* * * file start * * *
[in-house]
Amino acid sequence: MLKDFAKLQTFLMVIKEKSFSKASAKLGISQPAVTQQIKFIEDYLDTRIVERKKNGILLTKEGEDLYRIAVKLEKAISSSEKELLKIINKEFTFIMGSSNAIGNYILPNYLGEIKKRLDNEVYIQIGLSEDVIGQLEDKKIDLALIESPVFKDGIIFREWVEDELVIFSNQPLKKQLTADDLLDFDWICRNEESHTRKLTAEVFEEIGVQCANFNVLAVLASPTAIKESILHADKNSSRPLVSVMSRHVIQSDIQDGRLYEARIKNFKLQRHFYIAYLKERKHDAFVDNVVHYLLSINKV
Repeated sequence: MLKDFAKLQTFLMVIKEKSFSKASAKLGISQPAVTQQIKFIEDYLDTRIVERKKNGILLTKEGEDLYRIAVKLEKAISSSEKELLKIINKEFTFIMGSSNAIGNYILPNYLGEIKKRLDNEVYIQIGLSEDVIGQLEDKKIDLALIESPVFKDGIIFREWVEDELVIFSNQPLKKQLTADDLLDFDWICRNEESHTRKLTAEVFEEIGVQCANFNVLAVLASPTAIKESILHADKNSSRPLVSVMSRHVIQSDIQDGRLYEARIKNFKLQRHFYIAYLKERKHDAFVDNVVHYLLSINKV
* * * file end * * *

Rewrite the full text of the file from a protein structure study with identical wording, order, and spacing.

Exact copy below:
[in-house]
Amino acid sequence: MLKDFAKLQTFLMVIKEKSFSKASAKLGISQPAVTQQIKFIEDYLDTRIVERKKNGILLTKEGEDLYRIAVKLEKAISSSEKELLKIINKEFTFIMGSSNAIGNYILPNYLGEIKKRLDNEVYIQIGLSEDVIGQLEDKKIDLALIESPVFKDGIIFREWVEDELVIFSNQPLKKQLTADDLLDFDWICRNEESHTRKLTAEVFEEIGVQCANFNVLAVLASPTAIKESILHADKNSSRPLVSVMSRHVIQSDIQDGRLYEARIKNFKLQRHFYIAYLKERKHDAFVDNVVHYLLSINKV
Repeated sequence: MLKDFAKLQTFLMVIKEKSFSKASAKLGISQPAVTQQIKFIEDYLDTRIVERKKNGILLTKEGEDLYRIAVKLEKAISSSEKELLKIINKEFTFIMGSSNAIGNYILPNYLGEIKKRLDNEVYIQIGLSEDVIGQLEDKKIDLALIESPVFKDGIIFREWVEDELVIFSNQPLKKQLTADDLLDFDWICRNEESHTRKLTAEVFEEIGVQCANFNVLAVLASPTAIKESILHADKNSSRPLVSVMSRHVIQSDIQDGRLYEARIKNFKLQRHFYIAYLKERKHDAFVDNVVHYLLSINKV